In April, the unemployment rate in the Euro zone grew to a record level of 12.2% compared with 12.1% in March. According to Eurostat’s methodology, the proportion of jobless in Poland was 10.8%.
As the European Statistical Office announced, in April 26.588 million people in the European Union remained jobless, including 19.375 million in the Euro zone.
In comparison to March, the number of unemployed in Europe grew by 104 thousand, whereas annualized there were 1.673 million people out of work. In essence, unemployment on the Old Continent has been rising for the 5th month in a row.
In April, the lowest unemployment was noted in Austria (4.9%), Germany (5.4%) and Luxemburg (5.6%). The highest rate of unemployment was observed in Greece (27%, February data), Spain (26.8%) and Portugal (17.8%).
Due to the differences in research methodology, the rate of unemployment in Poland (10.8%) as announced by Eurostat differs from the one announced by the Central Statistical Office (14%). In Poland, 1.7 million are jobless.
Compared with the previous year, unemployment has risen in 18 member states and fell in 9 of them. The highest rise was noted in Greece (from 21.9% to 27%), Cyprus (from 11.2% to 15.6%) and Portugal (from 15.4% to 17.8%). The sharpest drops were reported by Latvia (from 15.5% to 12.4%), Estonia (from 10.6% to 8.7%) and Ireland (from 14.9% to 13.5%).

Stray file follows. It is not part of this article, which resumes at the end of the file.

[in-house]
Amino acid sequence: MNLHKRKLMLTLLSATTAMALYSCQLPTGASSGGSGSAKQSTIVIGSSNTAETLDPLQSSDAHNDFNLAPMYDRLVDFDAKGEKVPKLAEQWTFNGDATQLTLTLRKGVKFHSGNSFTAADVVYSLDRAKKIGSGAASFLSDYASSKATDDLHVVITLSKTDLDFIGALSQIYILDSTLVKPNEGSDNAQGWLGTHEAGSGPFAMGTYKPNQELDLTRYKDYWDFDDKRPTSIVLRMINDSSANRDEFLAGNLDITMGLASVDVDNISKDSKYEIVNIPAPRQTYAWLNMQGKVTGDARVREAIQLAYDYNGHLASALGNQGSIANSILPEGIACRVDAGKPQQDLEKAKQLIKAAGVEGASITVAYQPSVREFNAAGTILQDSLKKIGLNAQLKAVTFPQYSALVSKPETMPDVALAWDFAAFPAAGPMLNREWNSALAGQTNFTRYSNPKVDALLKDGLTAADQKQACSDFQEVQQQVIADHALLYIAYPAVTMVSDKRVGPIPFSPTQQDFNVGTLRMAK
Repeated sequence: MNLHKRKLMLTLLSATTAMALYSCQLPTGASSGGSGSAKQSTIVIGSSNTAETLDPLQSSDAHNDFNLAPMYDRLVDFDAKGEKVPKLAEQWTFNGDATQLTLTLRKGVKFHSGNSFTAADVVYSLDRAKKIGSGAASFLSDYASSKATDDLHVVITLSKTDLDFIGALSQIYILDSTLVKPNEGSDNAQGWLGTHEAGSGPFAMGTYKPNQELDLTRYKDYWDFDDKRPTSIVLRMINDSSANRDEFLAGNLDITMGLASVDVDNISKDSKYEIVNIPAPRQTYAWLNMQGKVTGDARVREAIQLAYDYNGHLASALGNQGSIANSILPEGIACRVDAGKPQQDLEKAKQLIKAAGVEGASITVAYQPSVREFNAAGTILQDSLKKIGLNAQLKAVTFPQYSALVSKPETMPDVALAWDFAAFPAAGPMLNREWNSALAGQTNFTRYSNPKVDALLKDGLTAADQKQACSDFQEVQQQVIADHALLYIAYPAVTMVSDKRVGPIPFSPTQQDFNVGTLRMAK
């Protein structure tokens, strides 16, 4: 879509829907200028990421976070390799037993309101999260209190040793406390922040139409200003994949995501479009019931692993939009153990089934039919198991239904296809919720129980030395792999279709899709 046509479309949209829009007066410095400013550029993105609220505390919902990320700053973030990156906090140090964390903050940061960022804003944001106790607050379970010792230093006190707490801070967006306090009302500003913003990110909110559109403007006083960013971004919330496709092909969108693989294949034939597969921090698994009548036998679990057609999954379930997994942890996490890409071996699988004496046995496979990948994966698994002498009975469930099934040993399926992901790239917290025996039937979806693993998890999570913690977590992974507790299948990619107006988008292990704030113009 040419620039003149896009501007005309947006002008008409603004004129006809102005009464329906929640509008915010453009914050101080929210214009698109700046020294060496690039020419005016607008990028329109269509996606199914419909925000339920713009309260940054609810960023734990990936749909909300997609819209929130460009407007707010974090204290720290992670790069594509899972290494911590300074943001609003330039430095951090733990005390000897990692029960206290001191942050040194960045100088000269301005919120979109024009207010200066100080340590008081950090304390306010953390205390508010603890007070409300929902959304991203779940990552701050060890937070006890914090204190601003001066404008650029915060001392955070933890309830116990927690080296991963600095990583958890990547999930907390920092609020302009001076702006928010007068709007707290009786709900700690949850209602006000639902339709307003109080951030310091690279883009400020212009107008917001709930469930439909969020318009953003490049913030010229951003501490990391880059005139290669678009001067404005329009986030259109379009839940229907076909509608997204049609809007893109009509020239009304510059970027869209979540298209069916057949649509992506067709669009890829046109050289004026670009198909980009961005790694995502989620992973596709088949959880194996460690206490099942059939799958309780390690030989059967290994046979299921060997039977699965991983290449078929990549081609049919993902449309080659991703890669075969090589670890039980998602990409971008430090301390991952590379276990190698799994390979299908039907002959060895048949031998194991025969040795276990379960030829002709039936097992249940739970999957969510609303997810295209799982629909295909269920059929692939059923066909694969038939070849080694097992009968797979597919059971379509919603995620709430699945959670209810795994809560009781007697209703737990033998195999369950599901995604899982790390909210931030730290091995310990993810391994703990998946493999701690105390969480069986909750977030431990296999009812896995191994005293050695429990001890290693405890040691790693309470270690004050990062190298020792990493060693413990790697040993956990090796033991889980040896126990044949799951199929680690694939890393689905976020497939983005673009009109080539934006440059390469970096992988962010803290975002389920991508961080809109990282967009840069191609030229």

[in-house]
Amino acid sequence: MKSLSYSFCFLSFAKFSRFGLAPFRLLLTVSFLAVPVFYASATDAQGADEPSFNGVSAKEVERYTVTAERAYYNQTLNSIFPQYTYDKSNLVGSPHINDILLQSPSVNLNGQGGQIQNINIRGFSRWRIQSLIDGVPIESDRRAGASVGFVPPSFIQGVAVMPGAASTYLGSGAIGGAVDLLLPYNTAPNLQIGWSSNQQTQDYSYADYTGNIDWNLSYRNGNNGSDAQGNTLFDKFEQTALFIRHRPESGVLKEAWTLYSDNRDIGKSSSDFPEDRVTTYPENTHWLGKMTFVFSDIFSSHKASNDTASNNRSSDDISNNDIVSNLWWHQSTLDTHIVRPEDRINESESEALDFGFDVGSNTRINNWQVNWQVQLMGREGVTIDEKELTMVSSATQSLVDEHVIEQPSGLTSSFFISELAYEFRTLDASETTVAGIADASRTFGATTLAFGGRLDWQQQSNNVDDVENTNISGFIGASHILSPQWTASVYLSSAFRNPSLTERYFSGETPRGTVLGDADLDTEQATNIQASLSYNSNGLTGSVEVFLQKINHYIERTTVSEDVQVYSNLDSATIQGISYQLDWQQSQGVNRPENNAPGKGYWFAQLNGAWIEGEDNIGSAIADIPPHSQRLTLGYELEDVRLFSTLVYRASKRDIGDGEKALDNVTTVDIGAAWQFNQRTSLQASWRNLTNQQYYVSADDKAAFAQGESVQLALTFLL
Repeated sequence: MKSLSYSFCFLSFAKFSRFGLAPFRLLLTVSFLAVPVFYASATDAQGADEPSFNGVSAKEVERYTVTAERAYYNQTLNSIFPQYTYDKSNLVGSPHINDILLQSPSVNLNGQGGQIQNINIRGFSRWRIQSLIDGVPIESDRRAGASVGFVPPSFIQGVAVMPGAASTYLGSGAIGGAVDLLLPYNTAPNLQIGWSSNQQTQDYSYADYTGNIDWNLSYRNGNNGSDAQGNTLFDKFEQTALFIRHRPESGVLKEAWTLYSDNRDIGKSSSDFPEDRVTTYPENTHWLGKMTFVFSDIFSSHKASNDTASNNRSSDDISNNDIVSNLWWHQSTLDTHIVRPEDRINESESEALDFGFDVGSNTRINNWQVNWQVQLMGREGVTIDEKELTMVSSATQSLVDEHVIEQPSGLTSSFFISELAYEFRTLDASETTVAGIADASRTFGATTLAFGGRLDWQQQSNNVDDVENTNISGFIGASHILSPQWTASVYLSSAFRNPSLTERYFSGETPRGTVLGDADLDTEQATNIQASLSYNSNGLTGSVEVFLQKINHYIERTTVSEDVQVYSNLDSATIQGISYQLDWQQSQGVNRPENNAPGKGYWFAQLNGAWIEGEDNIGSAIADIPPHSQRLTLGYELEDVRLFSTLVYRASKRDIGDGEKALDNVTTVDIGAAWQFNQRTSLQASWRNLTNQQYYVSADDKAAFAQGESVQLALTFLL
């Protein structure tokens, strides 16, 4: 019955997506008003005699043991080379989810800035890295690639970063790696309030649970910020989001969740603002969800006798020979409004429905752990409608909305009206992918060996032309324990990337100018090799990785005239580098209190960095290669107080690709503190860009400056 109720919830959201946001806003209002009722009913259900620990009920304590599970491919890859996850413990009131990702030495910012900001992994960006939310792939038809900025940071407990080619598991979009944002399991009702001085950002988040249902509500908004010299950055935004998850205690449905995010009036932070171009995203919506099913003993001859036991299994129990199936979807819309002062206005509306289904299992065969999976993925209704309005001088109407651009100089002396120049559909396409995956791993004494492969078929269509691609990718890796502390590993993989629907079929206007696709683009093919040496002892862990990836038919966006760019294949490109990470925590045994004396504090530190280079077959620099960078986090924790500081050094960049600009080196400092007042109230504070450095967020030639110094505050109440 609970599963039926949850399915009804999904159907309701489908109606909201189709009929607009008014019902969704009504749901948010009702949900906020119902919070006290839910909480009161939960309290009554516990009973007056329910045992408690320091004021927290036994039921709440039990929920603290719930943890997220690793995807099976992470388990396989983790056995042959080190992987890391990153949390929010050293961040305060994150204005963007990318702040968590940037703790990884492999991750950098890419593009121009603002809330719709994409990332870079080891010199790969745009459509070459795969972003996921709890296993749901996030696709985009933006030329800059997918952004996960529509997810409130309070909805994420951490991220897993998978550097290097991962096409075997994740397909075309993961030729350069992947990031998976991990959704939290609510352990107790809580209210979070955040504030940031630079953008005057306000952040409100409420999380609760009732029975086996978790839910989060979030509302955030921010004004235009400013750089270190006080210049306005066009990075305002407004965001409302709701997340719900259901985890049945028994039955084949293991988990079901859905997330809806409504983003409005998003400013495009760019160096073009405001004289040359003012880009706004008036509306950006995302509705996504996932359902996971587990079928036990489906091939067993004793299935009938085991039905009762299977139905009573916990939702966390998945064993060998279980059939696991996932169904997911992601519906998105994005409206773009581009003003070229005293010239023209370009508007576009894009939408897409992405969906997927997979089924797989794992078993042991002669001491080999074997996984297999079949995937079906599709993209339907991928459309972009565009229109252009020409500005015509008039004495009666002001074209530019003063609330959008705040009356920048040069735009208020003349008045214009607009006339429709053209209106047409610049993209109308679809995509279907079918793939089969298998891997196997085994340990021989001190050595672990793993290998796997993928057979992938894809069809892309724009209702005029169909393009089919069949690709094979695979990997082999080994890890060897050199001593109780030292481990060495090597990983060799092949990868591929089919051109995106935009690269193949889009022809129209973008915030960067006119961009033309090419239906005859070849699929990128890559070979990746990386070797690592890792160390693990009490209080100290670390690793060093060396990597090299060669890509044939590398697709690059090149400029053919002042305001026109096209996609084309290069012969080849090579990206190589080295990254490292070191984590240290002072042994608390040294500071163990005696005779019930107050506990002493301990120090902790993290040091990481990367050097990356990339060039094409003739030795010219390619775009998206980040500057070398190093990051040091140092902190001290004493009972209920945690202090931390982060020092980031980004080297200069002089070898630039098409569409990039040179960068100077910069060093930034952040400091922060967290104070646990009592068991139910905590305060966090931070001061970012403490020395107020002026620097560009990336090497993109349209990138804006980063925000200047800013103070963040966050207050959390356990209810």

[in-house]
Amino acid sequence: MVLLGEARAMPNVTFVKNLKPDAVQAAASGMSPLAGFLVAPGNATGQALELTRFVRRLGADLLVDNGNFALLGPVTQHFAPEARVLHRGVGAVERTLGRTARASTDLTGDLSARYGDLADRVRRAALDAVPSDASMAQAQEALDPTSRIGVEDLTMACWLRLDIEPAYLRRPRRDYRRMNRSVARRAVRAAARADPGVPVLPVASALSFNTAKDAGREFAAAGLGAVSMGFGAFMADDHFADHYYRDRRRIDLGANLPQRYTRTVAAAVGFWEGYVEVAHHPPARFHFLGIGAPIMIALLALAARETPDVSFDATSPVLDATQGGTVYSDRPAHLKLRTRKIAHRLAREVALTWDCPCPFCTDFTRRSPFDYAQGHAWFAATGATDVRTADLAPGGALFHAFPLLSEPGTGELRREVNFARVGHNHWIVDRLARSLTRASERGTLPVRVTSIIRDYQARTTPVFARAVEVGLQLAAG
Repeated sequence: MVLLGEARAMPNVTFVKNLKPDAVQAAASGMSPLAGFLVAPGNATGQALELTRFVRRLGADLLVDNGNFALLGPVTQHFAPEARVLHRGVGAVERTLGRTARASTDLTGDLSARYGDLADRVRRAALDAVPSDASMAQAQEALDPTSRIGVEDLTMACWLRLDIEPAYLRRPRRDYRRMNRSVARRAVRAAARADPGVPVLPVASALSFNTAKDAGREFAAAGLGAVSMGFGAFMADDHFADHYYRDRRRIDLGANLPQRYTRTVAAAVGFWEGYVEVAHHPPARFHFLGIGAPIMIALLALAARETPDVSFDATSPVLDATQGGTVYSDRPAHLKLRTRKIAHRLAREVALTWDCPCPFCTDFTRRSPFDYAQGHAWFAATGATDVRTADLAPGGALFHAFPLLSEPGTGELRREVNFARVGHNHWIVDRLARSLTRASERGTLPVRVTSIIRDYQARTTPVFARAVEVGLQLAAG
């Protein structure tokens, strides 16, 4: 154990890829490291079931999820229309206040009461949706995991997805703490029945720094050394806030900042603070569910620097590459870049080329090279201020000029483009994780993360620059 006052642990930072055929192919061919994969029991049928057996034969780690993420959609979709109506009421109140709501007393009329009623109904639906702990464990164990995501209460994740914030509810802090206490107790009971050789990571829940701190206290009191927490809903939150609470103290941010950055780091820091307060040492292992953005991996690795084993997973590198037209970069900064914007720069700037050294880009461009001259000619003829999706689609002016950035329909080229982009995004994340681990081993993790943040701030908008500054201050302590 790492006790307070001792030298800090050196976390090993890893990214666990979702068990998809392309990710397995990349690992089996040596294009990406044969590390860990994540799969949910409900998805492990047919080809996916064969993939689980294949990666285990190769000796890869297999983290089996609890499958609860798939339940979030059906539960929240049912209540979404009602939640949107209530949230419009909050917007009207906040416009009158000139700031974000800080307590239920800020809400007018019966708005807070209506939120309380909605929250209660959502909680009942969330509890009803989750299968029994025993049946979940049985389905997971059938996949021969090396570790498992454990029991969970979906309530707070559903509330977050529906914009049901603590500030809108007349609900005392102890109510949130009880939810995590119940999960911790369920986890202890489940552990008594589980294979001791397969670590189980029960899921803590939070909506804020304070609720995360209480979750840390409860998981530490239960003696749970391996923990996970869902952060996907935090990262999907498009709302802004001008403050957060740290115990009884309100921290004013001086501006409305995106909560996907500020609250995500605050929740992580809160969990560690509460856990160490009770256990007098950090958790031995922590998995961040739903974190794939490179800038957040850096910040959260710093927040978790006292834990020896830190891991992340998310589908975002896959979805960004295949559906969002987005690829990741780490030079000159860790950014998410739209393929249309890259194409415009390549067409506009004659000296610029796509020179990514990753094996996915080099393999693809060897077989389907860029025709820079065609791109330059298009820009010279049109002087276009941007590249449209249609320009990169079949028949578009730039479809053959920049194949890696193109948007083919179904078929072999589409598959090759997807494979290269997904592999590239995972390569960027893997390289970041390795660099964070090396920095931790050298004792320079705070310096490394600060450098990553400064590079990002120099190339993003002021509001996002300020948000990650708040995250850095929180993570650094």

Unemployment among those aged 15-24 was 23.5% in the European Union (24.4% in the Euro zone). 3.624 million young people remain jobless. The highest proportion of young people out of work continues to remain high in Greece (62.5%), Spain (56.4%) and Portugal (42.5%). On the opposite side is Austria and Germany where unemployment among young people remains below 8%.
How many people in Poland actually work and what is the real number of unemployed Poles? According CSO’s newest data, showing the economic activity of Poles in 2012, it turns out that in Poland there are only 15.6 million people who work and 1.7 million of Poles are unemployed.
Cartoon: Stefan Papp, 'Division of national income' 1964, table: Eurostat